Best to you both,

/s/ Jim


January 27th, 1957

Dear Bill,

Many thanks for the copy of the A.A. story  - and the grand recognition you gave me.  It's much more than I deserve except that I did prove to the original crowd that a "nonconformist" had to change to get well.  So maybe that was good.

Bill, this history is the very finest thing you have done, and especially for those who come to A.A. future.  It is important that they know how and why we came to be what we are, and why we should continue on our present lines.   Too, the way you brought all contributors in is splendid - it must have been hard, painstaking job.  I don't see  how any of the originals can kick-back or complain.  I was particularly pleased at the way you handled poor old Hank - even Caroline Parkhurst was happy about it!

I have absolutely no suggested changes.  It does seem to me that I saw a copy of a letter from you and Hank to Sam Shoemaker, resigning from the Oxford group and dated Sept. 1937.  In the book you say 1936 - am I wrong?  Is there any way to bring in Jackie Williams' Bellevue episode as an early tragedy?   The only other addition I might suggest is the Dr. Fishbein deal - where he got five of the first books and then wrote that deathless review for the A.M.A. journal.  Am attaching a copy of the review in case yours is not available.  And that's absolutely all I can think of.  I can certainly see why this book has taken a long time to put together - it's a grand job, Bil. [sic]

You know that you have my deepest thanks for all you and Lois has done for me - it's great to feel that by trying to live A.A. I  have contributed a little to the world and a little to help the future drunk coming to A.A. and your tolerance in those early days made it possible.

Rosa is going to conclude this with a suggestion for the Tradition section of the book.

Hi, you dear people;  Is there any place for a brief mention of non-A.A.books, pamphlets, records, etc. offered to members, secretaries, and those listed in the directory, especially the kind directed or of interest to A.A.'s only with discounts for group purchases, etc?  There are many complaints and questions about such material.  For instance, the local Community 7 Family Welfare sell and recommend "I Was a Very Sick Man" etc; then the new people ask us for them and create the problem of trying to play them down without sounding prejudiced.  An offical [sic] pronouncement on this would be very useful.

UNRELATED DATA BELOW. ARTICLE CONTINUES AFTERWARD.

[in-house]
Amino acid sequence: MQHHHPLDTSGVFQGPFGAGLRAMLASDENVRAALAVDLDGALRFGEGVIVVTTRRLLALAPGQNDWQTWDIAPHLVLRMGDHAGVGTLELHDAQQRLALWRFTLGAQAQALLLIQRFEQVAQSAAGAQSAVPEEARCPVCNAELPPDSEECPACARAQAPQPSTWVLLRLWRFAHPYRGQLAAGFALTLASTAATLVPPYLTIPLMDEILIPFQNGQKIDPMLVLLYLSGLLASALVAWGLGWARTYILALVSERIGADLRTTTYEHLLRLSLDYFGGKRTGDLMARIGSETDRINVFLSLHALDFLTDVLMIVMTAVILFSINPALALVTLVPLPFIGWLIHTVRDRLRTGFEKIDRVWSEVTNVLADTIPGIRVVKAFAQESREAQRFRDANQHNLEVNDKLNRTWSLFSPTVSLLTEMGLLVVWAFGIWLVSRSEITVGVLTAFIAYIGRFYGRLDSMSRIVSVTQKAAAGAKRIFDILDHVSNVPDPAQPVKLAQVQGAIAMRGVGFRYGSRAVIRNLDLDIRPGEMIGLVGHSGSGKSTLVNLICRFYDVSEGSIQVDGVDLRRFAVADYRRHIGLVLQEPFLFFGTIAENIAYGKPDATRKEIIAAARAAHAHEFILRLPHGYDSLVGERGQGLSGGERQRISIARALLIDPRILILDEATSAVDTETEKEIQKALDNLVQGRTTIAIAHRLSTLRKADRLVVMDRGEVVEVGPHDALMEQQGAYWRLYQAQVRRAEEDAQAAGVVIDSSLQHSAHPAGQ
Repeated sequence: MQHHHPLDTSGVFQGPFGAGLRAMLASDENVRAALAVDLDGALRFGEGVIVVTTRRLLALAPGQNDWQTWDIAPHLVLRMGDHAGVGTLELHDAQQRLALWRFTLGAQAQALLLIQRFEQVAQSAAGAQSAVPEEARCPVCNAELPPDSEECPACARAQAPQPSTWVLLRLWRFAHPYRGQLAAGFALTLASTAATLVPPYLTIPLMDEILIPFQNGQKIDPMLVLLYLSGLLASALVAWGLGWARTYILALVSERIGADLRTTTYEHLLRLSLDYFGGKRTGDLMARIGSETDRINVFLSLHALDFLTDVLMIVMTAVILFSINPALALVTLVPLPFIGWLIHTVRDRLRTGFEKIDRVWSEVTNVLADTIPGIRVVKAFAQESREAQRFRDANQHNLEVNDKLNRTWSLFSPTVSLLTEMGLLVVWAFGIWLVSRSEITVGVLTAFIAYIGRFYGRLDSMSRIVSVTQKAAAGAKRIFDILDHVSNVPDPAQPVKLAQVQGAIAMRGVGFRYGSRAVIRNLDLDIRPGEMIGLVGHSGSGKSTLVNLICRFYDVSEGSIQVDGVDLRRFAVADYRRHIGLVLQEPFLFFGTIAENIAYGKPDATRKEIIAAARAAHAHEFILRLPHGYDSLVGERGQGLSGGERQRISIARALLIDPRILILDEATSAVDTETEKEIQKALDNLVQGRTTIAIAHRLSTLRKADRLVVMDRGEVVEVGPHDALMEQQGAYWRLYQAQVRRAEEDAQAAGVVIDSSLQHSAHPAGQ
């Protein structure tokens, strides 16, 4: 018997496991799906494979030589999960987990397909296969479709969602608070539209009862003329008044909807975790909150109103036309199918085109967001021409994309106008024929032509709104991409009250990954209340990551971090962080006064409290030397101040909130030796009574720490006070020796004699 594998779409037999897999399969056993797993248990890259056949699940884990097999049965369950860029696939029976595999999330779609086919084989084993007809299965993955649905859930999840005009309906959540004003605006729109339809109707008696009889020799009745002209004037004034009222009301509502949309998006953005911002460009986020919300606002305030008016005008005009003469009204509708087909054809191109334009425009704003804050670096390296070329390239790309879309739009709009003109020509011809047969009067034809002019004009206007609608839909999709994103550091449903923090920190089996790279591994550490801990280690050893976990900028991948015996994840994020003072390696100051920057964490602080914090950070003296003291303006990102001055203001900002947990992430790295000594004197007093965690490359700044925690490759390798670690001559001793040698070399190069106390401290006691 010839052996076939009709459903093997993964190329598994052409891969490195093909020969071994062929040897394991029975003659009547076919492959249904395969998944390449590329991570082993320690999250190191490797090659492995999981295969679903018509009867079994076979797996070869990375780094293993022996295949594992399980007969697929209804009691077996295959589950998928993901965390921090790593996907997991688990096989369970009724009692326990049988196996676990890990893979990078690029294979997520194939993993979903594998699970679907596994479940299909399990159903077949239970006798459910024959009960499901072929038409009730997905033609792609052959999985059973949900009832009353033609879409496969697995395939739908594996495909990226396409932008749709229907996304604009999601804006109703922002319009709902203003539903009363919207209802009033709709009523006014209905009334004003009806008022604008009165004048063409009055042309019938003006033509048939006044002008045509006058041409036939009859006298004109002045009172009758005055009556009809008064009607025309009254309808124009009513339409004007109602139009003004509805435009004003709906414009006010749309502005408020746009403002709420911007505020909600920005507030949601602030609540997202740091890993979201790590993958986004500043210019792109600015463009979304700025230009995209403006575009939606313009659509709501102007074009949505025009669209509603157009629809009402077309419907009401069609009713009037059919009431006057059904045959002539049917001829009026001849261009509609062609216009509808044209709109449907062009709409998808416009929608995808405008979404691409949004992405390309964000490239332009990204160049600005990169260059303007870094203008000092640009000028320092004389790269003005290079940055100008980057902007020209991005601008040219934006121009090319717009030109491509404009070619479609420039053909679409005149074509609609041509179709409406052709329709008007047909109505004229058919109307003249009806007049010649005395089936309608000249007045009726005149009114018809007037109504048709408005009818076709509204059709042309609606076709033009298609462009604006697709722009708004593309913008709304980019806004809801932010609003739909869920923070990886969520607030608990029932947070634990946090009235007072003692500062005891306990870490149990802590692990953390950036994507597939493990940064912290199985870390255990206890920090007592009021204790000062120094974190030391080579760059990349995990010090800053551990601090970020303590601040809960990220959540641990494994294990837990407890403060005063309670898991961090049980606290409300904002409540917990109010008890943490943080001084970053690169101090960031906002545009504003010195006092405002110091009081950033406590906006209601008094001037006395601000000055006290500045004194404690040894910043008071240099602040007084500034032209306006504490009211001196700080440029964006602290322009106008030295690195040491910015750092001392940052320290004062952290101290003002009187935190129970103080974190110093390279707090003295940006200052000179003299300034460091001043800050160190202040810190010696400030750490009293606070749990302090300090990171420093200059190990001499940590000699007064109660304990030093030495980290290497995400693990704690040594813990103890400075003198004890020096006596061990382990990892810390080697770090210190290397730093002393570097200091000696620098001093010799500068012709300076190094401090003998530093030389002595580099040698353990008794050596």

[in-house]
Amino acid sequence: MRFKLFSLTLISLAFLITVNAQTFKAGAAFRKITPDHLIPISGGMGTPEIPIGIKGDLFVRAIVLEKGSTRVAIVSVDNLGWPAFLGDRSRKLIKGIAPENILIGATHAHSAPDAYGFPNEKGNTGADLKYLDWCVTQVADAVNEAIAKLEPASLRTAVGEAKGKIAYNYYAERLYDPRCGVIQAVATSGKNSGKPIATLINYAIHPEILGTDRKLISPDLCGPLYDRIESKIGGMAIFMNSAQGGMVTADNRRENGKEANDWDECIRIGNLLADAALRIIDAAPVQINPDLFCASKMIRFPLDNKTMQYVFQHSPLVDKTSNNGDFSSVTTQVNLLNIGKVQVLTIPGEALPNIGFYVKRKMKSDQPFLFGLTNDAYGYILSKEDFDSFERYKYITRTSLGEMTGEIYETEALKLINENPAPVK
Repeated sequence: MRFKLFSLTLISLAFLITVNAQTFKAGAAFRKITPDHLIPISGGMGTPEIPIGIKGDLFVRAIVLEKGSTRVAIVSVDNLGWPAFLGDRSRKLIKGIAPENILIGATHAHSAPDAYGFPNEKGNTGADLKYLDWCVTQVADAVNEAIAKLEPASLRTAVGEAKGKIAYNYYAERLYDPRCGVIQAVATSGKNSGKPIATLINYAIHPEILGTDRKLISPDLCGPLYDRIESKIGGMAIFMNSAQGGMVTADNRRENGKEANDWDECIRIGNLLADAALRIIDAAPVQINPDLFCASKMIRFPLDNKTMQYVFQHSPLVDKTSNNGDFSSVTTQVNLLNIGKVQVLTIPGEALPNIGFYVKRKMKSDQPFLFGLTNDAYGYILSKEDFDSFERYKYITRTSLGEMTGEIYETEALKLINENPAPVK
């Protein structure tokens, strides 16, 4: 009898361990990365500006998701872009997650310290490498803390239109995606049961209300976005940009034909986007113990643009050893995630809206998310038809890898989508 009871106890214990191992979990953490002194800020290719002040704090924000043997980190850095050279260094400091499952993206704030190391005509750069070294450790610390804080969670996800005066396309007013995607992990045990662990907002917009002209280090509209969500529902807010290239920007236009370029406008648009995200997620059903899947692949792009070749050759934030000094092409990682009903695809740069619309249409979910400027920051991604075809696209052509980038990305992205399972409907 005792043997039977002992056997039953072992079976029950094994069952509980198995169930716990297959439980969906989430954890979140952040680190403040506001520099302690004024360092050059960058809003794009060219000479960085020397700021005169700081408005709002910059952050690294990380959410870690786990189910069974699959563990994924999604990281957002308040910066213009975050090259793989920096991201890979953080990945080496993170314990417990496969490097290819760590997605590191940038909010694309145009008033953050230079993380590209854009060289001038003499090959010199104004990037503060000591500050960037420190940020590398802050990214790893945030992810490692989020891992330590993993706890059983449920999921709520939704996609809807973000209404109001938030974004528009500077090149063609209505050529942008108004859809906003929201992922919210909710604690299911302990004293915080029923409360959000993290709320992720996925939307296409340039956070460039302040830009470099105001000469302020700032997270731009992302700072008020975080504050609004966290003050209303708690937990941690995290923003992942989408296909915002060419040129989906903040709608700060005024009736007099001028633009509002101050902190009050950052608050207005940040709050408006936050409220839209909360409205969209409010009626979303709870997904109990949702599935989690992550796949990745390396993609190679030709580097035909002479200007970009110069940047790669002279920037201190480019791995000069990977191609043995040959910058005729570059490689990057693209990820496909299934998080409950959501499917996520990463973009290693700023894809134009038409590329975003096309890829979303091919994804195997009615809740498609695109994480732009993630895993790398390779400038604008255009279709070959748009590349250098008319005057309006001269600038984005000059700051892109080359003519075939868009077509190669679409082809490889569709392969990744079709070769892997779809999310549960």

And THANKS very specially for the word "compulsory" in re "There are no dues ..etc."  This one word will make a tremendous difference in the collection approach at group level!  It's terrific!

                        We both send you our very best love and appreciation.


4193 Georgia Street
San Diego, Calif.

May 15th, 1965

4193 Georgia Street

San Diego, California

Dear Bill,

     Just received a letter from Hazel Rice, saying G.S.O. could not invite me to Toronto, for it would break a precedent.  First, I did not ask anyone in G.S.O. for an invitation.  I did mention to Hazel down in Washington, D.C., that I was retired and could not afford the trip and that I was going to talk it over with you at Bedford Hills, which I did, explaining my circumstances.

     But, since this has now come up in G.S.O., I do feel quite hurt and slighted and unappreciated.  I do feel a special exception can be made as with Ebby at two conventions.  This is really a hard letter to write.

     Am listing a few unusual contributions I have made over these 27 years as follows: Am oldest active AA member at group level. Did contribute materially in all three of our A.A. books, with phrases "God as you understand Him" and "Only requirement for membership is a desire to stop drinking," plus my own story.     In 1939-40 period did sell more books to stores, doctors, etc. than anyone. Did help in 1940, finance (200.00 stock) to keep Vesey Street going. Carried the message to and help organize original groups in Philadelphia, Baltimore, Wilmington, and Harrisburg; plus half a dozen neighborhood and hospital groups in Philadelphia and San Diego. The Philly group was the first to contribute to New York. Initiated the plan for Judge Bok to get us inside The Saturday EveningPost,

    And Bill, I am the only one of the original members that has never bucked publicly on any of your projects.  Especially in 1948-49, I stumped the state for your conference.  I do hope this does not sound braggadocious, [sic] but these are facts as I see them.

    In all these years, this is the very first favor I have ever asked you or the N.Y. office.  Am now 68 and feel positive I will not make the next convention.  Also, this is the first convention I have ever been asked to speak or participate, so do hope you will find ways and means to get me there.

    After all, A.A. has only given me life and peace of mind.  Maybe I should not expect more, but have only done it this once in 27 years.

    Our love to both you and Lois as ever appreciated,